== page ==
When I knew that there was going to be a second Ghost Rider movie I really expected to be better than the first one. Now I realize that I was completely wrong and I feel so disappointed. The movie is a completely waste of time, with a lack of content and story. Although the CGI and the FX are really good, they depend and abuse on them. What can I say about the cast. Nicolas Cage is definitely awful, the only thing he does is laugh and scream all his lines. Violante Placido's performance was really weak, Ciaran Hinds as Roark is way overacted, maybe the only good performance was the one of Fergus Riordan as Danny. In conclusion, if you are one of the people that thought the first one was bad (not including me) well I recommend you not to go and watch this one andif you still want to watch it well, it's under your own risk.
Edward B

Super Reviewer

February 22, 2012
The makers of Ghost Rider: Spirit of Vengeance have pulled off quite a feat; they managed to make a film worse than the first Ghost Rider. It is quite obvious that Sony didn't give a rat's behind about this movie and that the only reason it exists is so they don't have to give up the rights of the franchise. There's no excuse for a studio effort of a comic book movie to be this incompetent, poorly planned, and of the "direct to DVD sequel" quality.
Directors Neveldine/Taylor made a cool little flick called Crank almost six years ago. That movie was a kinetic, over the top thrill ride that felt like a video game, and it worked. Yet all Ghost Rider: Spirit of Vengeance shows is that they can't make any other kind of movie. This movie is shot as if the tripod didn't exist. The camera continuously zooms in and out, almost always on an awkward tilt or angle, and the shots are edited together in such a frantic pace all the time that it comes off as completely amateurish and unable to set a consistent tone for the story. It's hard to care about the drama when you're feeling nauseous. The animation is equally as awful. Most of the CGI is unintentionally cartoony. There is barely any detail on the images, and it's made worse that the camera is rarely ever focused on less than five things at a time.
Nicolas Cage clearly just needed the paycheck as he puts no effort into his second portrayal as cursed stunt driver Johnny Blaze. His only one freak out moment isn't even funny in the way audiences have become accustomed to laugh at. In keeping with the comic book, Cage opts for a darker, angrier, and more anti-hero portrayal of the character, but that just means he shows less expression and speaks with longer pauses. It's a shame really because as Cage continually takes these kinds of roles that make a joke out of his career, audiences are more likely to forget what a great actor he really is. Last year, Cage starred in three massive flops - Season of the Witch, Drive Angry, and Trespass. The only thing that might put people in the seats this time around is that Ghost Rider has a comic fan base who will claim to watch this out of obligation.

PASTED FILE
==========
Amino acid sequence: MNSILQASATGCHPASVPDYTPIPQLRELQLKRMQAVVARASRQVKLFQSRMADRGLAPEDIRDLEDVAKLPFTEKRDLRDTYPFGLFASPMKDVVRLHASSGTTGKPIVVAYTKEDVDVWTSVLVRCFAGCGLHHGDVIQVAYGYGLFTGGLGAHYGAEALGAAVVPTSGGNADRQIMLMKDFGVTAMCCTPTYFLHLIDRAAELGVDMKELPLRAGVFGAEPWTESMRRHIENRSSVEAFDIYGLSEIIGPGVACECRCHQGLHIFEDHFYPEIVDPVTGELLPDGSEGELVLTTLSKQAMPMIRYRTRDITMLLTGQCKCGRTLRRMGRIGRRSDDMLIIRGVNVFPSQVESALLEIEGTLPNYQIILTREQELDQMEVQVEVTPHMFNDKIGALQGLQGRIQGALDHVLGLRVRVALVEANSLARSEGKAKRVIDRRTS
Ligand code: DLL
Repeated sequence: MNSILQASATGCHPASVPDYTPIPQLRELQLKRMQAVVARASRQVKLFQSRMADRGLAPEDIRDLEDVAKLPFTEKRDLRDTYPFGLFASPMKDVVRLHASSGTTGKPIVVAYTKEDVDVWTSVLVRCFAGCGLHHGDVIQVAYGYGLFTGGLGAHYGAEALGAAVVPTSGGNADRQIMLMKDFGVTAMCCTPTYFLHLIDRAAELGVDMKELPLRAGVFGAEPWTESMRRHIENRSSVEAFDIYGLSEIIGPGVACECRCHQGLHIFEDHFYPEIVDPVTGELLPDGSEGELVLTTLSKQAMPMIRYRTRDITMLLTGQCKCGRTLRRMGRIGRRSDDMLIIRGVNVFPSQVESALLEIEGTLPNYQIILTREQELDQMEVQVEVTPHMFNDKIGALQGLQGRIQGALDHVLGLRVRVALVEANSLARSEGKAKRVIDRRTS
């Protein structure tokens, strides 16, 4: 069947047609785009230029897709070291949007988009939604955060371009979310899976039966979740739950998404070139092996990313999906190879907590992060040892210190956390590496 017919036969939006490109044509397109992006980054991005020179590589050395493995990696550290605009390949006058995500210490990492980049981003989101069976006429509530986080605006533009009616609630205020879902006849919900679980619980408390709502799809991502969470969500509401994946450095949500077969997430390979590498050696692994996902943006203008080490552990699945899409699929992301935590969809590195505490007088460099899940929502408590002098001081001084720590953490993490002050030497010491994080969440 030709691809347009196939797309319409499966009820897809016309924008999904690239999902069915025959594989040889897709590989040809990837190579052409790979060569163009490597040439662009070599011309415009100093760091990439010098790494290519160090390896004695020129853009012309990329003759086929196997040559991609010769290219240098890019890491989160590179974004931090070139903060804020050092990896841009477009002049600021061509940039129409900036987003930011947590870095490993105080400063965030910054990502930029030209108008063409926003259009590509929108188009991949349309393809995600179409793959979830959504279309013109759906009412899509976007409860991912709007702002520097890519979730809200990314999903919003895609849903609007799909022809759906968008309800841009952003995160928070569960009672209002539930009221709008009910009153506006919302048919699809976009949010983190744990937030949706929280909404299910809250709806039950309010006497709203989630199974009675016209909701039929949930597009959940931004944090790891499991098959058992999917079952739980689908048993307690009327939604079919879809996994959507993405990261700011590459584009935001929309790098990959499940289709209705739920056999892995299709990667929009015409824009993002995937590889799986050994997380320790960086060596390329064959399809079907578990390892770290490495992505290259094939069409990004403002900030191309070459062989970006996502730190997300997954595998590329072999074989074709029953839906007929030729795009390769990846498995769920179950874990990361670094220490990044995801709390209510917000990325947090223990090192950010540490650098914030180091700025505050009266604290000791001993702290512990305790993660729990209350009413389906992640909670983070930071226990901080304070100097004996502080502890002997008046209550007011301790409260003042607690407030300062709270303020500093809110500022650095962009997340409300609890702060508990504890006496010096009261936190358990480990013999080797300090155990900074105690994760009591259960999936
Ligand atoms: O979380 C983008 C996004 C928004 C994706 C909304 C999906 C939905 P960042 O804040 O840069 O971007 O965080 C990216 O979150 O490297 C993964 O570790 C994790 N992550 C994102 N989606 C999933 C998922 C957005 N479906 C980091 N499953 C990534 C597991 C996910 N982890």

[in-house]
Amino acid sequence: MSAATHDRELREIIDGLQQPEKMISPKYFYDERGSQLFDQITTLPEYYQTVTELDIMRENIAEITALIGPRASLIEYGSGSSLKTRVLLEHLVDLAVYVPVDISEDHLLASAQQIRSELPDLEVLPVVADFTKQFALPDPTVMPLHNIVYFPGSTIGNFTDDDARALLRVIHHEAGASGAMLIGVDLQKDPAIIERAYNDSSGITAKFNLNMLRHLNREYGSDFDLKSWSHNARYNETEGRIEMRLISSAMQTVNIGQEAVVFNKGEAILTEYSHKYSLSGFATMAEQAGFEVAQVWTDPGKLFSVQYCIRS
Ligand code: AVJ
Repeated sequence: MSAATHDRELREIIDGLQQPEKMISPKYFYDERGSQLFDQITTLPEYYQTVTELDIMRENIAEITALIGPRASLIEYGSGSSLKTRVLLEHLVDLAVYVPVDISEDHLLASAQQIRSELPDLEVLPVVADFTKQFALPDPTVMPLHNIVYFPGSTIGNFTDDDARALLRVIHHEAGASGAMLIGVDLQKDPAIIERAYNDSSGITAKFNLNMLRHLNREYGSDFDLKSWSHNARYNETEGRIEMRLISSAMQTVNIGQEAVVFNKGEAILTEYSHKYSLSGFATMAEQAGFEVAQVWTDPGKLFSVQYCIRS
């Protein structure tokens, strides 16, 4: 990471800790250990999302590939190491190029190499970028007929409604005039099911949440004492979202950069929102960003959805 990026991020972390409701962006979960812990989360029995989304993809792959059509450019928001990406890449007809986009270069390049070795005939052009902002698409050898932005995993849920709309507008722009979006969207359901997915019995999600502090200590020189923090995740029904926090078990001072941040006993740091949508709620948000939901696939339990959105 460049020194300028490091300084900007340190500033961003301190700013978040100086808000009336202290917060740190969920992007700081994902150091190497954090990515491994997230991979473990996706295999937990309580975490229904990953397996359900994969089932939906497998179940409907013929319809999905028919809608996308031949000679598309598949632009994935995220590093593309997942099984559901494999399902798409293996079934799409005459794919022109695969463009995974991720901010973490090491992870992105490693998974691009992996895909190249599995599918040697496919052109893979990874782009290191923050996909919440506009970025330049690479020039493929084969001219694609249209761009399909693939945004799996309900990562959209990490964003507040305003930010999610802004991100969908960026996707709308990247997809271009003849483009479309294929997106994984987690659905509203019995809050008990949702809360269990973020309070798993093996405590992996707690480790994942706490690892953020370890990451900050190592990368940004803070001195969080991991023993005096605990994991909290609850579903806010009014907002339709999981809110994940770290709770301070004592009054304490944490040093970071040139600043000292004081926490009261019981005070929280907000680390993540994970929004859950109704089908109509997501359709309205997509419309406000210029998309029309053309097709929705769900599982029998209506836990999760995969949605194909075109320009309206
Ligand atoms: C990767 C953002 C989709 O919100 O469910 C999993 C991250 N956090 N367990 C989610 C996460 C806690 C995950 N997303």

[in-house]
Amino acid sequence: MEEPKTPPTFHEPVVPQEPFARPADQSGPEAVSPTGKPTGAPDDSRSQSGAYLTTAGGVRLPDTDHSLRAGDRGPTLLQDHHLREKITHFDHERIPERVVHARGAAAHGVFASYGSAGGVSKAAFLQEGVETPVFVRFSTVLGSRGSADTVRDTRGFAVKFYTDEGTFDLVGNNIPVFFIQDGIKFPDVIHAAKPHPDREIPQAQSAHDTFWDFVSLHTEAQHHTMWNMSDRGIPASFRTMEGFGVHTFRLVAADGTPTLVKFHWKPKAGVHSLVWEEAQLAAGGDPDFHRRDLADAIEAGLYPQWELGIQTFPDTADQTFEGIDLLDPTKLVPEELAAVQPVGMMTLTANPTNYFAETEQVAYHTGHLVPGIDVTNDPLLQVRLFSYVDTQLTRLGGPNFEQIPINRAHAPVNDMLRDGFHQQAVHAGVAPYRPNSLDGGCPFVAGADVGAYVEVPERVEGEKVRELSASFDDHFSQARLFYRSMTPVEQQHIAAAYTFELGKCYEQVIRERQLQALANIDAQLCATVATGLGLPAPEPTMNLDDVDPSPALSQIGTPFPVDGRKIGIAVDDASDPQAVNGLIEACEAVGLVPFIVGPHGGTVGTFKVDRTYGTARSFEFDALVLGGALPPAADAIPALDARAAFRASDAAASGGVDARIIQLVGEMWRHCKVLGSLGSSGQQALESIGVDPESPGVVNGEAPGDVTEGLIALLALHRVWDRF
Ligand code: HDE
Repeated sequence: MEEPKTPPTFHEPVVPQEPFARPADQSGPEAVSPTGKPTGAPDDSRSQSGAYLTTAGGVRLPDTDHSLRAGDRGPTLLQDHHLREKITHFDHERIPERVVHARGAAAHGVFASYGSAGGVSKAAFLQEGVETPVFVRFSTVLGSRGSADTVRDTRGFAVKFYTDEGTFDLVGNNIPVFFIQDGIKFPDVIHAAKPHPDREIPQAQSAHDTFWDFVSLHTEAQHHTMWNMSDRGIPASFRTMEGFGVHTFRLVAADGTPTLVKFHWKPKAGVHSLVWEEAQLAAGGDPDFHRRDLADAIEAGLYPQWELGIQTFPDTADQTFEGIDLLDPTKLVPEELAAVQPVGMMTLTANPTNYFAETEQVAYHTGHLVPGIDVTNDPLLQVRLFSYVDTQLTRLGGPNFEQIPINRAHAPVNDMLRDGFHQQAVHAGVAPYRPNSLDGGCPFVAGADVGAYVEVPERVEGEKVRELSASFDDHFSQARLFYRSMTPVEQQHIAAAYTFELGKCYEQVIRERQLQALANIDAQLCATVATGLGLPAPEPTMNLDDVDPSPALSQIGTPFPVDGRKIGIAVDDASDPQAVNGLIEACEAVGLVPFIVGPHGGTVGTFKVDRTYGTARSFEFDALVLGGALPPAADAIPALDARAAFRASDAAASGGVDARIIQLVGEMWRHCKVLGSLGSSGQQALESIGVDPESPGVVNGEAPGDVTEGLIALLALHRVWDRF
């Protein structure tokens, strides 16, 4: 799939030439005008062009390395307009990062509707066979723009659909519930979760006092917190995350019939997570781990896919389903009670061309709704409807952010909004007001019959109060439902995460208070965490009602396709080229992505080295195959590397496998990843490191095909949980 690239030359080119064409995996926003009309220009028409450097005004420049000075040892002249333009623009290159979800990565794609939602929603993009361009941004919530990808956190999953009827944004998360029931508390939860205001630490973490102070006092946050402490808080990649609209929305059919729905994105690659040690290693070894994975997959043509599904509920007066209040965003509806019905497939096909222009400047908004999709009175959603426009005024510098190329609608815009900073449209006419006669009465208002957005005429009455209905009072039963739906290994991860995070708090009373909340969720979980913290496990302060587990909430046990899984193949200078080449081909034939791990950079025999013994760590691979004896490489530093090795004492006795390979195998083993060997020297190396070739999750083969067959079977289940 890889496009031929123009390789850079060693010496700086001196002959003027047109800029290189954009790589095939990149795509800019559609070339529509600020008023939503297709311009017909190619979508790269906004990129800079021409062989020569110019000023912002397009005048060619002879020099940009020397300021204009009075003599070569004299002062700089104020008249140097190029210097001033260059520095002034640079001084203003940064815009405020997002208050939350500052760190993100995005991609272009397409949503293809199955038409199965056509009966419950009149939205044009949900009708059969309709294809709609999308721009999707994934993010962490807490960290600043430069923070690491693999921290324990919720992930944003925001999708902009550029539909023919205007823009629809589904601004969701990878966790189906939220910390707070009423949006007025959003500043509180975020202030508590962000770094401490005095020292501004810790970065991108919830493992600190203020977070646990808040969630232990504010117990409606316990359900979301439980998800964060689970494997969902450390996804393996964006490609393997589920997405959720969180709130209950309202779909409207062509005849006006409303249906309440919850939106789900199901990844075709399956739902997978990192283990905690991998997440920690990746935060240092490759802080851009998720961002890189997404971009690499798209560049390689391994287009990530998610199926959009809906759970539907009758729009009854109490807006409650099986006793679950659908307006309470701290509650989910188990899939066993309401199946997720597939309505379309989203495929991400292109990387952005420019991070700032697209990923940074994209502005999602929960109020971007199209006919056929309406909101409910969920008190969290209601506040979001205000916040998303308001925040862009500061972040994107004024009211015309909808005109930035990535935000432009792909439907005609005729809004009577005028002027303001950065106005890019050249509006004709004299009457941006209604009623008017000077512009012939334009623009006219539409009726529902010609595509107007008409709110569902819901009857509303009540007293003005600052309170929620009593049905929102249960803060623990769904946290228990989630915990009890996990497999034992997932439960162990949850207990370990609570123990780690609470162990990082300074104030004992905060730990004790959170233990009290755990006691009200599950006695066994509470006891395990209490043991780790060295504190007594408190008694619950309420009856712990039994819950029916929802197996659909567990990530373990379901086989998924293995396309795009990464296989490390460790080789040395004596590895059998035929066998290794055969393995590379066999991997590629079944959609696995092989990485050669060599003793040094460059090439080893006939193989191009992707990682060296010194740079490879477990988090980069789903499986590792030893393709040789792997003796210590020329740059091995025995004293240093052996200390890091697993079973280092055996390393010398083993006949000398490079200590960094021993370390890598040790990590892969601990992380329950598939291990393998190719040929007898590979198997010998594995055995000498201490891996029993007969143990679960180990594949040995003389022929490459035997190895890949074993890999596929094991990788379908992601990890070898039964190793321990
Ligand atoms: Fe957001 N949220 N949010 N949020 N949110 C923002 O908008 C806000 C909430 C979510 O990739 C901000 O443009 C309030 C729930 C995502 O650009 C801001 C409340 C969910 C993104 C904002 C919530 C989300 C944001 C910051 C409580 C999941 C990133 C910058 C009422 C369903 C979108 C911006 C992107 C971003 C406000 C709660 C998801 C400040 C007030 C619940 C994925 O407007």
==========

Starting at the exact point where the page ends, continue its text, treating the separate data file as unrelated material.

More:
There is only one scene in this movie that I actually liked. The villain of the film has the ability of decay. As he's trying to find something to eat, he picks up a slice of bread, which goes moldy before his eyes. Next, he picks up an apple, which rots just as quickly. The third thing he picks up is a twinkie. And of course, nothing happens; great meal. This scene shows that Ghost Rider: Spirit of Vengeance at least had the aspiration to be trashy fun. Unfortunately, the film is so shoddy, badly written, and devoid of anything resembling entertainment that the experience is just plain trashy.
paul o.
paul o.

Super Reviewer

February 18, 2012
Frickin Nick Cage! I am such a big fan of Crank and Gamer but this film fell short of that greatness. His acting was as subtle as as bear at a picnic. He's literally all over the place! In the end, you can either love it for being stupid or hating it for being just so bad!